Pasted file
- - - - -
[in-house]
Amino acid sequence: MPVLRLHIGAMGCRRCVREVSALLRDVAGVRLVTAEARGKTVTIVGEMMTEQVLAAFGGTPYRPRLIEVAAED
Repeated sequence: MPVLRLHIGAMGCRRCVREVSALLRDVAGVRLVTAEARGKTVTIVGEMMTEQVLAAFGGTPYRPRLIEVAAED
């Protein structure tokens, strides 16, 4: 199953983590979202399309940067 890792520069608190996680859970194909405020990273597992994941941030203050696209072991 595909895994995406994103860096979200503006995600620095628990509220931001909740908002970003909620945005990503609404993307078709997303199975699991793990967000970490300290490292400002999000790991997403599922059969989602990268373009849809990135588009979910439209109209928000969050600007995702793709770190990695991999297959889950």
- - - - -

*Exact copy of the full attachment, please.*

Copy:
[in-house]
Amino acid sequence: MPVLRLHIGAMGCRRCVREVSALLRDVAGVRLVTAEARGKTVTIVGEMMTEQVLAAFGGTPYRPRLIEVAAED
Repeated sequence: MPVLRLHIGAMGCRRCVREVSALLRDVAGVRLVTAEARGKTVTIVGEMMTEQVLAAFGGTPYRPRLIEVAAED
């Protein structure tokens, strides 16, 4: 199953983590979202399309940067 890792520069608190996680859970194909405020990273597992994941941030203050696209072991 595909895994995406994103860096979200503006995600620095628990509220931001909740908002970003909620945005990503609404993307078709997303199975699991793990967000970490300290490292400002999000790991997403599922059969989602990268373009849809990135588009979910439209109209928000969050600007995702793709770190990695991999297959889950």